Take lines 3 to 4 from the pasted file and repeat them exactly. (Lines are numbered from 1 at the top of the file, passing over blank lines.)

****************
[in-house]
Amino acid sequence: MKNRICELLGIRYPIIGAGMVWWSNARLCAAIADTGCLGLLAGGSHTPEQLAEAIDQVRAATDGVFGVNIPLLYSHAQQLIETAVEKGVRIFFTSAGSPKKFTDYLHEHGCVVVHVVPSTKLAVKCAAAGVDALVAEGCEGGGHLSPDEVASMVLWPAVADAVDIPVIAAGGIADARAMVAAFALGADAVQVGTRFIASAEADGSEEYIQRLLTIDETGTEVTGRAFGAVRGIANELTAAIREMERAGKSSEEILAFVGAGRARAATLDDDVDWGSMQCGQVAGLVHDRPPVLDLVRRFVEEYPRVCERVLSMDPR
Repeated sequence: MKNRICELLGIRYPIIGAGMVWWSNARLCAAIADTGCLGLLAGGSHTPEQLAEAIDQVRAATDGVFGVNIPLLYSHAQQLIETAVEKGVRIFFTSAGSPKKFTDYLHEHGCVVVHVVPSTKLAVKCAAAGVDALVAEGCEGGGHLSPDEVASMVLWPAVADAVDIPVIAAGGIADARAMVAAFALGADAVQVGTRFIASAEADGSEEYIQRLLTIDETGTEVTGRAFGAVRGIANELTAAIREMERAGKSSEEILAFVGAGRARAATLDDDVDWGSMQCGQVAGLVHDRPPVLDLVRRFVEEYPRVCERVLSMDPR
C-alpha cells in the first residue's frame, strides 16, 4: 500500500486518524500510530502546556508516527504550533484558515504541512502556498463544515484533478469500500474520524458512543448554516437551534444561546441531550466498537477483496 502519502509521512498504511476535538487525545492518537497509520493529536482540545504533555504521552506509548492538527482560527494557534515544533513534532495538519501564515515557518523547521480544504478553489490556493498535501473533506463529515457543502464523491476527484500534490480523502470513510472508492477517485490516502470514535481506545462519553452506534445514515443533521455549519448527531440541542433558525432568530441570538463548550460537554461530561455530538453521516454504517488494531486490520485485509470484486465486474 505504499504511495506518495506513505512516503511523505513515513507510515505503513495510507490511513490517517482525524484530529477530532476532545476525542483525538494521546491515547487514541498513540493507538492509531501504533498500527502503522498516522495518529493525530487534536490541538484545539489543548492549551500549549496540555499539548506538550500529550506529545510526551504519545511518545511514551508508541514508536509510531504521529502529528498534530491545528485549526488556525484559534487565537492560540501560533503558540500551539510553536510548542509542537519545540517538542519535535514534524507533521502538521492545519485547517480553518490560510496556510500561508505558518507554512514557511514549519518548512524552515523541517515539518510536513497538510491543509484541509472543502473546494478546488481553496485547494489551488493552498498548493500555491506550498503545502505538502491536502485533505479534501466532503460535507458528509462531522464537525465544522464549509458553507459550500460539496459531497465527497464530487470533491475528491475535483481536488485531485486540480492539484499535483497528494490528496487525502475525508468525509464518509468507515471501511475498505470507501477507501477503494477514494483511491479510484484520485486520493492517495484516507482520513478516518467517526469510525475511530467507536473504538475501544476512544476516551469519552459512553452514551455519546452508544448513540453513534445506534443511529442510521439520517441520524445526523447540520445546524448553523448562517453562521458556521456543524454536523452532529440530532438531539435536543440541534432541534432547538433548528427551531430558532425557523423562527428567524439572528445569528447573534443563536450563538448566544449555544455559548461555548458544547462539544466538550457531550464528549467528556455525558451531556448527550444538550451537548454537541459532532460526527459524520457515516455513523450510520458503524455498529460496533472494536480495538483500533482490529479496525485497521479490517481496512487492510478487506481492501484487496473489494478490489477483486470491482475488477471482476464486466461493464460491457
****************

Repeated sequence: MKNRICELLGIRYPIIGAGMVWWSNARLCAAIADTGCLGLLAGGSHTPEQLAEAIDQVRAATDGVFGVNIPLLYSHAQQLIETAVEKGVRIFFTSAGSPKKFTDYLHEHGCVVVHVVPSTKLAVKCAAAGVDALVAEGCEGGGHLSPDEVASMVLWPAVADAVDIPVIAAGGIADARAMVAAFALGADAVQVGTRFIASAEADGSEEYIQRLLTIDETGTEVTGRAFGAVRGIANELTAAIREMERAGKSSEEILAFVGAGRARAATLDDDVDWGSMQCGQVAGLVHDRPPVLDLVRRFVEEYPRVCERVLSMDPR
C-alpha cells in the first residue's frame, strides 16, 4: 500500500486518524500510530502546556508516527504550533484558515504541512502556498463544515484533478469500500474520524458512543448554516437551534444561546441531550466498537477483496 502519502509521512498504511476535538487525545492518537497509520493529536482540545504533555504521552506509548492538527482560527494557534515544533513534532495538519501564515515557518523547521480544504478553489490556493498535501473533506463529515457543502464523491476527484500534490480523502470513510472508492477517485490516502470514535481506545462519553452506534445514515443533521455549519448527531440541542433558525432568530441570538463548550460537554461530561455530538453521516454504517488494531486490520485485509470484486465486474 505504499504511495506518495506513505512516503511523505513515513507510515505503513495510507490511513490517517482525524484530529477530532476532545476525542483525538494521546491515547487514541498513540493507538492509531501504533498500527502503522498516522495518529493525530487534536490541538484545539489543548492549551500549549496540555499539548506538550500529550506529545510526551504519545511518545511514551508508541514508536509510531504521529502529528498534530491545528485549526488556525484559534487565537492560540501560533503558540500551539510553536510548542509542537519545540517538542519535535514534524507533521502538521492545519485547517480553518490560510496556510500561508505558518507554512514557511514549519518548512524552515523541517515539518510536513497538510491543509484541509472543502473546494478546488481553496485547494489551488493552498498548493500555491506550498503545502505538502491536502485533505479534501466532503460535507458528509462531522464537525465544522464549509458553507459550500460539496459531497465527497464530487470533491475528491475535483481536488485531485486540480492539484499535483497528494490528496487525502475525508468525509464518509468507515471501511475498505470507501477507501477503494477514494483511491479510484484520485486520493492517495484516507482520513478516518467517526469510525475511530467507536473504538475501544476512544476516551469519552459512553452514551455519546452508544448513540453513534445506534443511529442510521439520517441520524445526523447540520445546524448553523448562517453562521458556521456543524454536523452532529440530532438531539435536543440541534432541534432547538433548528427551531430558532425557523423562527428567524439572528445569528447573534443563536450563538448566544449555544455559548461555548458544547462539544466538550457531550464528549467528556455525558451531556448527550444538550451537548454537541459532532460526527459524520457515516455513523450510520458503524455498529460496533472494536480495538483500533482490529479496525485497521479490517481496512487492510478487506481492501484487496473489494478490489477483486470491482475488477471482476464486466461493464460491457